• They also quote Labour London Assembly Member Tom Copley on his figures that 36% of properties sold under Right to Buy in London may now be in the hands of private landlords. (

Policy Exchange original plans

  • The policy is based on a Policy Exchange report from 2012.
  • Cameron says councils will sell of 15,000 LA properties a year. This is roughly equivalent to the Policy Exchange report, who recommend selling 28,500 social housing properties a year, where 41% of them are LA-owned
  • PolicyExchange say the selling of 28,500 houses will bring in £4.5bn a yearthe same figure Cameron uses, but for selling only around half as many houses
  • PolicyExchange recommend spending all the money on building additional affordable homes, compared to Cameron’s plan to also fund the discounted selling off of housing association homes

Same old Tories….

  • This is literally the same old Tories.  They proposed this in their 2005 Manifesto – the famous ‘Are you thinking what we’re thinking’ manifesto.
  • On page 22 it reads:

“A Conservative Government will extend this right to tenants of housing associations. Our plans to boost shared ownership schemes, and give social housing tenants the right to own a share of their home, will also benefit first-time buyers.”

  • If the best idea the Conservatives have got for Britain in 2015 is something rejected overwhelmingly in 2005 then what does that say about the Conservative Party?
  • 2005 was Lynton Crosby’s campaign- it’s the same thing all over again.


David Orr, Chief Exec, National Housing Federation

“As a Conservative minister recently said to me “getting a housing association tenancy in my constituency is like finding the golden ticket. The quality and price is so much better than anything in the private sector”…. [under the right to buy plan] all the private renters living in the minister’s constituency, and all the rest of us, would pay for some lucky tenants to be gifted homes that had been built and maintained for the benefit of the community.”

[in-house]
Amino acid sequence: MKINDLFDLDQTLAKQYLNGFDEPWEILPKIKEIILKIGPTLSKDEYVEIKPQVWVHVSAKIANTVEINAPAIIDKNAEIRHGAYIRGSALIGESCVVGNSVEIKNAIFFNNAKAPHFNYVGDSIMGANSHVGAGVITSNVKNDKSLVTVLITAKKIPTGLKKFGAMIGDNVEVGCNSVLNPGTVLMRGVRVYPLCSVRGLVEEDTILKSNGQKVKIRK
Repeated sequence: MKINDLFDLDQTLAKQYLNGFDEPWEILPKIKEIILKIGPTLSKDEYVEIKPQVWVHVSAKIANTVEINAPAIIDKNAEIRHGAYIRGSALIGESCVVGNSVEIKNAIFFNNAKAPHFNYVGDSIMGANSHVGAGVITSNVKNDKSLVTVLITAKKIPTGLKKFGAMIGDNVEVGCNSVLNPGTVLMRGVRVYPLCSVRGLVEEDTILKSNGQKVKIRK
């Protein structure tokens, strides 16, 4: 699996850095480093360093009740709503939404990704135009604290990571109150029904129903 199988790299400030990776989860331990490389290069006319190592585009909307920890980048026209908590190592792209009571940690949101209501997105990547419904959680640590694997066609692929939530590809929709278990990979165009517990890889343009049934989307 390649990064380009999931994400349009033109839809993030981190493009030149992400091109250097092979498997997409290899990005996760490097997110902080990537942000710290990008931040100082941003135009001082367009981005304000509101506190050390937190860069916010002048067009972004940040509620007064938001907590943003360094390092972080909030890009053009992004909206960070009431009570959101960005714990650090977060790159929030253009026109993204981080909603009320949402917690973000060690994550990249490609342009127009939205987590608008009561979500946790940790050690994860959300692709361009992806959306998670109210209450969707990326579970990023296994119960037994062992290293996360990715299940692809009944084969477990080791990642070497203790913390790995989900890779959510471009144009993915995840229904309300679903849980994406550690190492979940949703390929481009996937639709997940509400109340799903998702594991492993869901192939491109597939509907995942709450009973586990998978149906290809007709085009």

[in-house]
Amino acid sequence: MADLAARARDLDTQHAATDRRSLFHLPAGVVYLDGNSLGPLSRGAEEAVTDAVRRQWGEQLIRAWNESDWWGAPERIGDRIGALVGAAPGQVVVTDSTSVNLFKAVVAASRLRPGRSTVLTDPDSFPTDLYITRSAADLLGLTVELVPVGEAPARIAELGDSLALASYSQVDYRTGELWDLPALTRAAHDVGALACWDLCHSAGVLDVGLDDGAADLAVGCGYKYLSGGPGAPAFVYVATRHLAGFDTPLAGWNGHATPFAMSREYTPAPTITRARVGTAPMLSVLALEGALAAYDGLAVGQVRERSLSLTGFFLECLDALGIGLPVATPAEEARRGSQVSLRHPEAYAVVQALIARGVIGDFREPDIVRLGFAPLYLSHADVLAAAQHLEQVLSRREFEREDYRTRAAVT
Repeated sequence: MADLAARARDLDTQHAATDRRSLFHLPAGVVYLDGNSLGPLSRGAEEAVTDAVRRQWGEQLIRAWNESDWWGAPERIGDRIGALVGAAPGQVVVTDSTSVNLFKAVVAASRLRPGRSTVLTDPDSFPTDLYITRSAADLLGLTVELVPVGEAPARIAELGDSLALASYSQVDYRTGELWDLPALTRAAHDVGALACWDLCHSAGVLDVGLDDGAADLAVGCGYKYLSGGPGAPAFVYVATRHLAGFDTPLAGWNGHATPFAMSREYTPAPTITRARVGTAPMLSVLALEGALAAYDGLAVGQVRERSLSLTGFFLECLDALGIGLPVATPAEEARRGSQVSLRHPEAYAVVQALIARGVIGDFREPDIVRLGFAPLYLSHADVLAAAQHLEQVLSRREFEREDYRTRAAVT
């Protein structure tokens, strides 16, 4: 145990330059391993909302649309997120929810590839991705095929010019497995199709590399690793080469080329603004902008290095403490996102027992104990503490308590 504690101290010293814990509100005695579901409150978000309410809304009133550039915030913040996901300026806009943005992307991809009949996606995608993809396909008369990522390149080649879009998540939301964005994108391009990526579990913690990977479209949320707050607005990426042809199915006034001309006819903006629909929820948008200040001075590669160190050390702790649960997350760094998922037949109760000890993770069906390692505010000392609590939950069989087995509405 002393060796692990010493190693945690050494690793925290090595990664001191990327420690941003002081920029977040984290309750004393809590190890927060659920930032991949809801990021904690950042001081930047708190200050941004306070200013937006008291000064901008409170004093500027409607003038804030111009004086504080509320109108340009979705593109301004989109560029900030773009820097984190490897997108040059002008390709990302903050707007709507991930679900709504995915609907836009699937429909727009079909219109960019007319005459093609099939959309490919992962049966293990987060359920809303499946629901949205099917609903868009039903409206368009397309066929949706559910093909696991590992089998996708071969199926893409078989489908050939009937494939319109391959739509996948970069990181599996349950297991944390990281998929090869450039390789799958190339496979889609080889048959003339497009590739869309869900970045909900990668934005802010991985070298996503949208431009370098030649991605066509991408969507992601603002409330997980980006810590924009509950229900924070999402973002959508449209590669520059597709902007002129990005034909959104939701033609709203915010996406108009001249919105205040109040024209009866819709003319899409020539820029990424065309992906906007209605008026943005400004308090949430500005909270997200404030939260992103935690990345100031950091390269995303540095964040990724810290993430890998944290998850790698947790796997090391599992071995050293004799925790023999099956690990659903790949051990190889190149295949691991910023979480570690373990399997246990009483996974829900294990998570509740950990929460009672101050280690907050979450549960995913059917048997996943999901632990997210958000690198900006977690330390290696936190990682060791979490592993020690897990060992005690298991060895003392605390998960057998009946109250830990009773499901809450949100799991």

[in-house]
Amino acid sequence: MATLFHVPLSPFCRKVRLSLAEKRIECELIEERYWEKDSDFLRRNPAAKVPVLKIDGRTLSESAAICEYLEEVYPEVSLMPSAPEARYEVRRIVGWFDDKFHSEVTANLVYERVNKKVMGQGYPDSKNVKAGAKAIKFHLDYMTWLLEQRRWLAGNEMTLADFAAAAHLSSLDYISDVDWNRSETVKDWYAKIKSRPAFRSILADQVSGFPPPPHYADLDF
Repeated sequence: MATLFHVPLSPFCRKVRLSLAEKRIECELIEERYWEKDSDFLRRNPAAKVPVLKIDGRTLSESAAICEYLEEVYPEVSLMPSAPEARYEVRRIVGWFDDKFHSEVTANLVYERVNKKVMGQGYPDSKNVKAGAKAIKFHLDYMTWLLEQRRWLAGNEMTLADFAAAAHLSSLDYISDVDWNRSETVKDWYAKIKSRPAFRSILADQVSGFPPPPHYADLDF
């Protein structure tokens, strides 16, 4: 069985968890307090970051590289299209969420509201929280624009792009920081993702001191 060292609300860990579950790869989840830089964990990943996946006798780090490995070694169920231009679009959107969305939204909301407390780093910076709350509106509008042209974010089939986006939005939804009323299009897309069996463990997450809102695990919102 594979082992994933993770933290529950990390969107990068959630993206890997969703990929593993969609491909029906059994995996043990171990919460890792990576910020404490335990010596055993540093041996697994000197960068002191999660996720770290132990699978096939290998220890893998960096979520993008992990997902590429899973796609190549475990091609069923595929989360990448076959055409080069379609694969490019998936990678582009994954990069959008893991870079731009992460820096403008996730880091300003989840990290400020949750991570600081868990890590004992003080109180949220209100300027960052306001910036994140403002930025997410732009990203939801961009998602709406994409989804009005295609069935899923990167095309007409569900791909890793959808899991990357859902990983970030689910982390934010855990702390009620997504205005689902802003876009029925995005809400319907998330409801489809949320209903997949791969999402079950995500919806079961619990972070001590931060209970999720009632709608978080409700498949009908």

“If real new money is now to be found to fund RTB, that money could also be used to build new homes rather than changing who owns them.”

Short term gimmicks designed to recreate the politics of the past are an expensive distraction.

Ruth Davison, Director of Policy and External Affairs at the National Housing Federation

“A very conservative estimate of this policy puts the cost to the tax payer of at least £5.8 billion.

“It won’t help the millions of people in private rented homes who are desperate to buy but have no hope of doing so, nor the three million adult children living with their parents because they can’t afford to rent or buy. To use their taxes to gift as much as £100,000 to someone already living in a good quality home is deeply unfair.”

Gavin Smart, CIH interim chief executive, said replacing ‘Right to Buy’ homes was “vital for people on low incomes”.

“Right to Buy has helped millions of people become homeowners, but there are many more who remain in housing need,” he said. “It is crucial that every home sold is replaced.”

Financial Times ‘Councils struggle to replace sold-off homes’ 4th April 2015
James Drummond

Leave a Reply

Your email address will not be published. Required fields are marked *